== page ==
Jessica never could have envisioned the incredible, prosperous plans that God had in store for her. He had a miracle of healing arranged for His very special daughter. Sometimes we beg and plead for God to carry us through our trials, only to emerge from those difficulties and forget to thank Him. Jessica, however, is shining for the Lord, allowing her miracle to share Christ’s boundless love with others. Last year she had the incredible opportunity to give her testimony before 27,000 people at the 2013 “Live Loved” Lutheran National Christian Youth Gathering! Jessica is sharing her unique journey to glorify the Lord and to further His kingdom in an awesome way. Just see for yourself!

You can read more of Jessica’s story on her blog, Jessica’s Journey.

It may seem as though a series of lucky (and not so lucky!) coincidences brought Jessica and me together. But the first time I spoke with Jessica she shared a saying with me that she learned during her time in Mexico:

“No existen las coincidencias, existe solo las Diosidencias!” — “There are no coincidences, only God-incidences!”

God works in magnificent ways, and oftentimes He does His work through people. Every single relationship is arranged by God. He knows the needs of His children, and works accordingly. I am so grateful that the Lord has blessed me with Jessica’s friendship. No one could so deeply relate to what I am experiencing. She continually inspires and encourages me, reminding me that, with God’s strength to support me, I can make it through even my most painful days! She knows… She has been there! Jessica is living proof that our God of love can and does perform miracles.

Sarah Kathryn Frey

Posted in Awareness, Journal, Pain, Patient Stories, RSD, Uncategorized | Tagged , , , , , , , | 13 Comments
Guess Who’s Back!- A Journal Post

Goodness gracious… Where to begin, where to begin? Well, for starters, it’s me… Yes, me, Sarah Kate!Alice_Eloise_Double_Doodle_Love.JPG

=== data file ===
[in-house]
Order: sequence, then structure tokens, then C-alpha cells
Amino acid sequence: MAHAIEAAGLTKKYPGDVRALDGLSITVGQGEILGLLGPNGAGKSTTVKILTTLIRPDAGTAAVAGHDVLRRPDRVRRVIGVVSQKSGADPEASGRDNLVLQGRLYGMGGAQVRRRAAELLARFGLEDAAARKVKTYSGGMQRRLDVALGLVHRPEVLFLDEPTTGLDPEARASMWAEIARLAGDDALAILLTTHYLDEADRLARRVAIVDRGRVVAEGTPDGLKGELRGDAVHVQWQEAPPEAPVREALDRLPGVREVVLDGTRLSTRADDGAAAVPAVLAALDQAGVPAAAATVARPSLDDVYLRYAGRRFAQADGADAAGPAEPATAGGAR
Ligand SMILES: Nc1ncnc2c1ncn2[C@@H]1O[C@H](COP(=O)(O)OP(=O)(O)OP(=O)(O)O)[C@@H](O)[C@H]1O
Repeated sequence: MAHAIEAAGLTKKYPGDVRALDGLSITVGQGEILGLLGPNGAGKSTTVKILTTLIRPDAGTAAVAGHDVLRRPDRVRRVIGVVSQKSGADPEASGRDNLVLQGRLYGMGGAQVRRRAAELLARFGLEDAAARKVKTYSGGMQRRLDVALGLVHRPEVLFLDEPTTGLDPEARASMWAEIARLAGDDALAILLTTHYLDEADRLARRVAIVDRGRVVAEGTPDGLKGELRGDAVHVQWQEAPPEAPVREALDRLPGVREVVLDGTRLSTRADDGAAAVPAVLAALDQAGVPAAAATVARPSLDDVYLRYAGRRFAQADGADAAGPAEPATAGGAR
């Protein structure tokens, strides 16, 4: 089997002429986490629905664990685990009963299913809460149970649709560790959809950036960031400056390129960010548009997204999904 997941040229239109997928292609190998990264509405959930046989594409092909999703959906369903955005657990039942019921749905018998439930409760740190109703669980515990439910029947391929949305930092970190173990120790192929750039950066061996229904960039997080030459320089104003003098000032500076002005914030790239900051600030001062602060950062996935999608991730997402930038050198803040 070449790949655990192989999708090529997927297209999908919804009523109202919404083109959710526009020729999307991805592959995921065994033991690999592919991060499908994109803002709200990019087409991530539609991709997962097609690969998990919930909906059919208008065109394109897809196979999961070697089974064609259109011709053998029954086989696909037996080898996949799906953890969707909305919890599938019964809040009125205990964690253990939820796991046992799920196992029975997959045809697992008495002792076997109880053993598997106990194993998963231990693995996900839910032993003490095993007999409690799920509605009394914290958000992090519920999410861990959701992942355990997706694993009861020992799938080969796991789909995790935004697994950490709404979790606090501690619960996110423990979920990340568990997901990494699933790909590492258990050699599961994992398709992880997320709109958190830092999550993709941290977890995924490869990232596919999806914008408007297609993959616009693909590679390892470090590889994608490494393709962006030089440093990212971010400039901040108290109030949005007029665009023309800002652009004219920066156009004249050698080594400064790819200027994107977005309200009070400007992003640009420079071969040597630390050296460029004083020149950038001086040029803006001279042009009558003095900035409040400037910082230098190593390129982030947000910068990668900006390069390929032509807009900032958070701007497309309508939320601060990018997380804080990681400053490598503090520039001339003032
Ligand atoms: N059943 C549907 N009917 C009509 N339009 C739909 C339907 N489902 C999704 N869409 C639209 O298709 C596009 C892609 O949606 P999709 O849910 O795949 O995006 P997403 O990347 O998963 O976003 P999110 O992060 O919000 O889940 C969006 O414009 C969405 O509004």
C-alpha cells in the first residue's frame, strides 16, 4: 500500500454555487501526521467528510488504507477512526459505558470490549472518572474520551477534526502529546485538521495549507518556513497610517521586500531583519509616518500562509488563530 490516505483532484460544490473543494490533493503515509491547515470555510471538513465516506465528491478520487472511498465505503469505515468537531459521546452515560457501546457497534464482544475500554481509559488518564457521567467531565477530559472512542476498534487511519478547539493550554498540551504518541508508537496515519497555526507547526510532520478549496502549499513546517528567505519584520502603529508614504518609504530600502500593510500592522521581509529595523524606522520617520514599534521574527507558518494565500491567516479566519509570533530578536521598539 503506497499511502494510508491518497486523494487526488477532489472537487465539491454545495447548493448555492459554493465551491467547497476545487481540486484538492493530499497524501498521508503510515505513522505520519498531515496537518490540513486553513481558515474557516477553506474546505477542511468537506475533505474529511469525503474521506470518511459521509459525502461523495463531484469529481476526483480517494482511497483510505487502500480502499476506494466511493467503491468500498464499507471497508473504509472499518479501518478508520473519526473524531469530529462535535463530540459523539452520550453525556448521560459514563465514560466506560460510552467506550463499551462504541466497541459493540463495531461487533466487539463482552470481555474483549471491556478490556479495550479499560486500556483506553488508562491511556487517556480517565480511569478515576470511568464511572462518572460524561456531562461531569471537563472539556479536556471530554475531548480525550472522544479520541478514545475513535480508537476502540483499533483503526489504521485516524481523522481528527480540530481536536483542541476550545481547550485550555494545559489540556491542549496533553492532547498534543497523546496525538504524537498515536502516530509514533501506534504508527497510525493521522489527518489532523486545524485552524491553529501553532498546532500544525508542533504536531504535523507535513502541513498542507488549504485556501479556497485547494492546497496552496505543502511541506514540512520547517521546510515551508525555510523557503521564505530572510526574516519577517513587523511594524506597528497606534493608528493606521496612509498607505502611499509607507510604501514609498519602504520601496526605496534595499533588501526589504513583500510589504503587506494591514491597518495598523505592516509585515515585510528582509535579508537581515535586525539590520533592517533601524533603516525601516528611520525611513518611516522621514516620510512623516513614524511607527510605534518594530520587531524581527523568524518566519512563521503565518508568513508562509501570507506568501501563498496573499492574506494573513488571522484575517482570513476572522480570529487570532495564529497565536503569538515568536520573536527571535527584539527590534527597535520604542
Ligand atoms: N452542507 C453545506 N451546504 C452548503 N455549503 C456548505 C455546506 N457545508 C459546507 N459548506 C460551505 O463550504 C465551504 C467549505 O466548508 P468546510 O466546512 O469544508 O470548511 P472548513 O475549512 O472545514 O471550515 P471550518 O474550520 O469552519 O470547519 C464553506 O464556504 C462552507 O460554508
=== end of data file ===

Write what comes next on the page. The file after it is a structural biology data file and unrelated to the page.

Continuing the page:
My mama did a fantastic job giving you an update when I was unavoidably detained thanks to the complications of my recent central line placement. I wish that I could tell you that I’m typing away on my handy-dandy iPhone as per my usual. But no; both of my arms remain disabled, so keyboards are quite inaccessible to me these days. While this hindrance kept me quiet for a short while, I most sincerely appreciate the loving and encouraging messages that have been coming my way, so please don’t think that my silence was in any way indicative of ingratitude. Your words of support bring me joy and strength everyday!

I am optimistic that no such silence will overtake me on account of my arms again. Thankfully modern technology has presented a way for me to return to my writing and correspond once again with my friends whom I love so dearly! A phenomenal little thing called ”voice control” on a snazzy newfangled device called an “iPad mini” has proven to be a great blessing these past weeks. I know the Bible assures us that God always provides for our needs. Was it referring directly to iPads? Probably not. But hey! He’s a good guy, that God, and His love and provision transcend any generation gap!

Now, I am not going to belittle the pain and challenges presented by my current circumstances. Honestly, my head is still spinning as I try to acquaint myself with this somewhat unfathomable new reality. But before I get into all of that, let’s take a few thousand steps back and I will do my best to relate the complicated story of just exactly how I have come to find myself in this predicament.

Rewind to the summer of 2010. I was having a very tough time and barely able to eat; so the overwhelmin but necessary decision was made to have a feeding tube placed. The plans to make that happen were established, but before moving forward with that intervention, there were a few other matters that needed to be addressed. I fully intended to return for the feeding tube placement a couple of weeks later. But oh my, how plans can change! One fateful June day I had a lumbar puncture, a liver biopsy, and a port placement so that I could begin IV immunoglobulin (IVIG) therapy. To put it mildly, my body revolted. When I woke from the anesthesia, I was experiencing my typical painful paralysis. The hours following were brutal. I had two IVs placed in my right arm, which is bad news for someone with my pain condition, I couldn’t breathe due to an awful reaction to a caffeine infusion aimed at relieving my intense spinal headache, and I developed aseptic meningitis from the IVIG. It was bad, very, very bad.